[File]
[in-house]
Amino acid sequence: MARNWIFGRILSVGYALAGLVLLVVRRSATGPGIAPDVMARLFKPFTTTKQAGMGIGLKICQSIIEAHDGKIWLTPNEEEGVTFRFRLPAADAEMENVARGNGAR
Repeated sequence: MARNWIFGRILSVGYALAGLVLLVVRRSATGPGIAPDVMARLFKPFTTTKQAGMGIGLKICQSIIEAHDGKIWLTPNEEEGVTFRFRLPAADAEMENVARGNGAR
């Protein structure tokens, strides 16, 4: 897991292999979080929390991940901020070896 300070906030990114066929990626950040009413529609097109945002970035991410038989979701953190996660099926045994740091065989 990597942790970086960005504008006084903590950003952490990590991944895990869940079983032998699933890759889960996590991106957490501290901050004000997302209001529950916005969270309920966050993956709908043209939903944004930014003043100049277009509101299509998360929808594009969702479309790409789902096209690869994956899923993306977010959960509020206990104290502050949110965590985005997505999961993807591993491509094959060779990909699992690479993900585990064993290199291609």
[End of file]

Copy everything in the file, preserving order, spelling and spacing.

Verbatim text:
[in-house]
Amino acid sequence: MARNWIFGRILSVGYALAGLVLLVVRRSATGPGIAPDVMARLFKPFTTTKQAGMGIGLKICQSIIEAHDGKIWLTPNEEEGVTFRFRLPAADAEMENVARGNGAR
Repeated sequence: MARNWIFGRILSVGYALAGLVLLVVRRSATGPGIAPDVMARLFKPFTTTKQAGMGIGLKICQSIIEAHDGKIWLTPNEEEGVTFRFRLPAADAEMENVARGNGAR
């Protein structure tokens, strides 16, 4: 897991292999979080929390991940901020070896 300070906030990114066929990626950040009413529609097109945002970035991410038989979701953190996660099926045994740091065989 990597942790970086960005504008006084903590950003952490990590991944895990869940079983032998699933890759889960996590991106957490501290901050004000997302209001529950916005969270309920966050993956709908043209939903944004930014003043100049277009509101299509998360929808594009969702479309790409789902096209690869994956899923993306977010959960509020206990104290502050949110965590985005997505999961993807591993491509094959060779990909699992690479993900585990064993290199291609």